The remains of more than 6,300 troops have passed through the Dover Air Force Base Mortuary since 2001 according to a story in the Washington Post.
The Air Force dumped the incinerated partial remains of at least 274 American troops in a Virginia landfill, far more than the military had acknowledged, before halting the secretive practice three years ago, records show.
The landfill dumping was concealed from families who had authorized the military to dispose of the remains in a dignified and respectful manner, Air Force officials said. There are no plans, they said, to alert those families now.
However, Whitlock told NPR’s Morning Edition Thursday that there may be more cases because the practice has gone on for years, only ending in 2008.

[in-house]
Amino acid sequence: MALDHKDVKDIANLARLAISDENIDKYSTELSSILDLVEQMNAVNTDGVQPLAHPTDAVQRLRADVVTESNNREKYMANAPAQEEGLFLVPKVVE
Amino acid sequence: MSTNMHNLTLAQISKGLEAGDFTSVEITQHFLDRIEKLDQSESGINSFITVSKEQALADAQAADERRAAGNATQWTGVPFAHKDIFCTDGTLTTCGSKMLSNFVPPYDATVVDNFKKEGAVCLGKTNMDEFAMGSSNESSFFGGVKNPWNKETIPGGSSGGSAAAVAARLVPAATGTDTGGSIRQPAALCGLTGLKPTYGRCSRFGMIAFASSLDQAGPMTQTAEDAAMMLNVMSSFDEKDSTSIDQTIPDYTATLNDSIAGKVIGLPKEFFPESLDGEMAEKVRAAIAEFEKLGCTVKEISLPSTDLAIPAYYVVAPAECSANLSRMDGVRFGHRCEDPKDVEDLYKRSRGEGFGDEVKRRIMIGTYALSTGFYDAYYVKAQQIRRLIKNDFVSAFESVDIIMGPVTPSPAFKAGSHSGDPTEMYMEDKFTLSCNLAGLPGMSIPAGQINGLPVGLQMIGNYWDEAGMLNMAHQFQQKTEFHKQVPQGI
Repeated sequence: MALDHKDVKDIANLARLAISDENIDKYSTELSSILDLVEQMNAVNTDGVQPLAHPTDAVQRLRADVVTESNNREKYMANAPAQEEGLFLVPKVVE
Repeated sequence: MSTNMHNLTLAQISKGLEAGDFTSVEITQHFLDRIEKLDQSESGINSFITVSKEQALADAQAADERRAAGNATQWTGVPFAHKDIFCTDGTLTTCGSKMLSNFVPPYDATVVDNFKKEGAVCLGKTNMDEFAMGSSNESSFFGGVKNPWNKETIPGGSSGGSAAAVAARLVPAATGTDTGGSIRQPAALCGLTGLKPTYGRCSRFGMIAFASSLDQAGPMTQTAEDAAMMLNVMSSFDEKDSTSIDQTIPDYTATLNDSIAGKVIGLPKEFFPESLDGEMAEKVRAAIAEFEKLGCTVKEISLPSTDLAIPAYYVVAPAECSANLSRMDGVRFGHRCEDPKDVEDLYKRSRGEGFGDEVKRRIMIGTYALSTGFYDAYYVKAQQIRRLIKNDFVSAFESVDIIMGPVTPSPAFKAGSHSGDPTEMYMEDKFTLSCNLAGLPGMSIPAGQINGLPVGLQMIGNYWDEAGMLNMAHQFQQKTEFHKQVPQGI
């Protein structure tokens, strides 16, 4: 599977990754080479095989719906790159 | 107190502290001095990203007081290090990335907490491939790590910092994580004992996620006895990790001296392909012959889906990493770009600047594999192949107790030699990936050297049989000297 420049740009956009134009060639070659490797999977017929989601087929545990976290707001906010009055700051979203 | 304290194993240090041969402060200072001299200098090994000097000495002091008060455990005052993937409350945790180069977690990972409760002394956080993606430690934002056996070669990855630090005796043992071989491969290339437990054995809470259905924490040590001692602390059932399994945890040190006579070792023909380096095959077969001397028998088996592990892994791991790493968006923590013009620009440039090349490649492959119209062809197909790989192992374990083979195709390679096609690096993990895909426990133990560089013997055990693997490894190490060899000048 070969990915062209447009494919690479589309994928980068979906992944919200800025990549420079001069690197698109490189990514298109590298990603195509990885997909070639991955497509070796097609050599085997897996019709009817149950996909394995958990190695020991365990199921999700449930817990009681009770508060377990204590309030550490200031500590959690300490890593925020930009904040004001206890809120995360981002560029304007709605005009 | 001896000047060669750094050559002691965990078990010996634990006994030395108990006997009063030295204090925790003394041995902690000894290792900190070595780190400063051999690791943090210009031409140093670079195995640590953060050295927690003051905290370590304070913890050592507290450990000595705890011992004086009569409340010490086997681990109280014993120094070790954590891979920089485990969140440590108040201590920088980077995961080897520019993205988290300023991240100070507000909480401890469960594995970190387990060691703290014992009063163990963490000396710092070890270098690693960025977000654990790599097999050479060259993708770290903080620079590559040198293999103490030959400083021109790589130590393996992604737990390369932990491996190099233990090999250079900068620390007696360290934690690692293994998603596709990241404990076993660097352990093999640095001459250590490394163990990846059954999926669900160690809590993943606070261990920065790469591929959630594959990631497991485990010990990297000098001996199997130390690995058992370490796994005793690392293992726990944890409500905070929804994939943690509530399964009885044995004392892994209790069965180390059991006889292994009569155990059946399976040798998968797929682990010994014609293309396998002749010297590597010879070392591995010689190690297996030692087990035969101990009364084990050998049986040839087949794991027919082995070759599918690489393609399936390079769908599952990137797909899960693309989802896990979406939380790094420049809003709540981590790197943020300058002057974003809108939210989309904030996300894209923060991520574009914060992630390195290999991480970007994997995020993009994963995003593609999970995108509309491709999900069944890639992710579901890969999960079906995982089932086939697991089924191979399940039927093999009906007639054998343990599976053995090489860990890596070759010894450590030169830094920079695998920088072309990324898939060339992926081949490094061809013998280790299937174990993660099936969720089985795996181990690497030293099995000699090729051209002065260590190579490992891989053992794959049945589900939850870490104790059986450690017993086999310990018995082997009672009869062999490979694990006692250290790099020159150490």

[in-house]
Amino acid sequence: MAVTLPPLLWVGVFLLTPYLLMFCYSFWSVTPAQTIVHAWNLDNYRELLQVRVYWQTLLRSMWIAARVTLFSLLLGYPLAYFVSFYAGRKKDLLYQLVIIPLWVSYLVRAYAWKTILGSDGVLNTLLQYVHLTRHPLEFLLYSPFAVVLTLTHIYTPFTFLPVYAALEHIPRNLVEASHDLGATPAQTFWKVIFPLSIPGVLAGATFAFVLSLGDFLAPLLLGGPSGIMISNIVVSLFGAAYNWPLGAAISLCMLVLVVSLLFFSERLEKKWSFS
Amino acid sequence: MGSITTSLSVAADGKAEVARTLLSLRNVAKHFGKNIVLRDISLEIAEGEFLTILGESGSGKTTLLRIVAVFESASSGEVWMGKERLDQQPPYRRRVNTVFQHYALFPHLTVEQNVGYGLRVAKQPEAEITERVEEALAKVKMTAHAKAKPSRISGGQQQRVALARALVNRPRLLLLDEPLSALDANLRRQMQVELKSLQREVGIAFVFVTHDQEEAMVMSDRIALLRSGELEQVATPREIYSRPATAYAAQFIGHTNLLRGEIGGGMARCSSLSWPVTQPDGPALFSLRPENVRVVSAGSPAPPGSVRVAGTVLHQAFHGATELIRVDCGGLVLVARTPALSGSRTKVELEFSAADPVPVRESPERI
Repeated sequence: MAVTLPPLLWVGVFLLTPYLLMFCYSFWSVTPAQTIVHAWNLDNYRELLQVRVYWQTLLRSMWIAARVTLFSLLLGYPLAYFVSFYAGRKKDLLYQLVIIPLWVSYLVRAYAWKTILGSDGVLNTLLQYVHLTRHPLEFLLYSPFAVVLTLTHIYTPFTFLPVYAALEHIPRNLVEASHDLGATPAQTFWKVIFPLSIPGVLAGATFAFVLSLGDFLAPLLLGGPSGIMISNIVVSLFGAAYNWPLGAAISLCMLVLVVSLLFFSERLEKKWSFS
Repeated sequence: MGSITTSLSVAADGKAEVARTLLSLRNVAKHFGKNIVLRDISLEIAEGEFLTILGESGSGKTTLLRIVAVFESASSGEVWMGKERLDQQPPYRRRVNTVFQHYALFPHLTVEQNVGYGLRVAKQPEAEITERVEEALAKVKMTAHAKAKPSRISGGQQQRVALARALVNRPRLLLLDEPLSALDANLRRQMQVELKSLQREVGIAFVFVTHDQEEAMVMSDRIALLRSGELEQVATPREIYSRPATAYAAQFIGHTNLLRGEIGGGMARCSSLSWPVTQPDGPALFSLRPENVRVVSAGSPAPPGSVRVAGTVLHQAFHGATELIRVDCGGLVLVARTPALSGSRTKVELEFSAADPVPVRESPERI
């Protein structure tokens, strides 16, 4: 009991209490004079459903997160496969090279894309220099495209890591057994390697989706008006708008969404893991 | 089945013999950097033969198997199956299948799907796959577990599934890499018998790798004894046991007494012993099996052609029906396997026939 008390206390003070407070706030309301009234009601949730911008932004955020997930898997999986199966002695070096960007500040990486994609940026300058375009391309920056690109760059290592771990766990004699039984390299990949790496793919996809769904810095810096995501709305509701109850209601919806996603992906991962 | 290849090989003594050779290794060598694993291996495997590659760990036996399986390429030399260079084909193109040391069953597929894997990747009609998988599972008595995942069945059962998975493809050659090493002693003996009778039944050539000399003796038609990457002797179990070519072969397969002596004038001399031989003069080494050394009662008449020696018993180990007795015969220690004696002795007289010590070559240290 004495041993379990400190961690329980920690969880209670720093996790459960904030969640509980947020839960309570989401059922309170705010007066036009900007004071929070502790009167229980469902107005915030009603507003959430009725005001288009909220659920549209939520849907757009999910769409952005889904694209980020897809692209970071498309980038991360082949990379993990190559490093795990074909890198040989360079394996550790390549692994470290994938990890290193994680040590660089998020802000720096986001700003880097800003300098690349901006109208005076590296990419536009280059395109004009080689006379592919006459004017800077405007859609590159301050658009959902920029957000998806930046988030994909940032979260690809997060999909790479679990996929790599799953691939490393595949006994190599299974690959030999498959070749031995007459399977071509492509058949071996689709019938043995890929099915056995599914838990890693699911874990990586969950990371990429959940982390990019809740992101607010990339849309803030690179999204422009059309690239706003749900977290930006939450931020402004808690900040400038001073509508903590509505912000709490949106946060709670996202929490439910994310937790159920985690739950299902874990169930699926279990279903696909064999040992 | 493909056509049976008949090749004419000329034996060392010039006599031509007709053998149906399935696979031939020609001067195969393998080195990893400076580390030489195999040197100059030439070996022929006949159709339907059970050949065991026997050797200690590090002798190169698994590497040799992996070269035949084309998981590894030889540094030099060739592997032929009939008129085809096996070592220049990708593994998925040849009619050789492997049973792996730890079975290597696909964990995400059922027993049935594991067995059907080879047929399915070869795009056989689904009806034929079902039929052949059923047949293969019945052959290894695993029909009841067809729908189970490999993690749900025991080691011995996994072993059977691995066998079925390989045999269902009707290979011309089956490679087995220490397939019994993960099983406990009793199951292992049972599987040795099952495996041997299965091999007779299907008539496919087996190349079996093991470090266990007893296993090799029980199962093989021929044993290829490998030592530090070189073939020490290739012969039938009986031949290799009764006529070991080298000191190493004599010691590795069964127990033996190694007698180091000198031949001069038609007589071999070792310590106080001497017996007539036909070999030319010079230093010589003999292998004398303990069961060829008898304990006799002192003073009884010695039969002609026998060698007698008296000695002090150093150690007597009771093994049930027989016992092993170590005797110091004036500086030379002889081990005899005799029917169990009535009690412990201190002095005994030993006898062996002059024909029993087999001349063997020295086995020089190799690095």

As Whitlock said, troops in Iraq and Afghanistan have been involved in combat where “a lot of people are killed by bombs or die in explosions” that shatter bodies. “In many cases,” he said, “what happens is the morgue at Dover isn’t able to identify all the remains until after a funeral or until a body is returned to a family” — meaning that some body parts have remained behind at the morgue.
“What happened in these cases,” Whitlock said, “is the families had signed paperwork asking the military to dispose of these subsequent remains in a dignified manner. … The Air Force would have them cremated … and then have the ashes taken to a landfill. The families were never told about this.”
Some remains that were never identified were also disposed of in the landfill.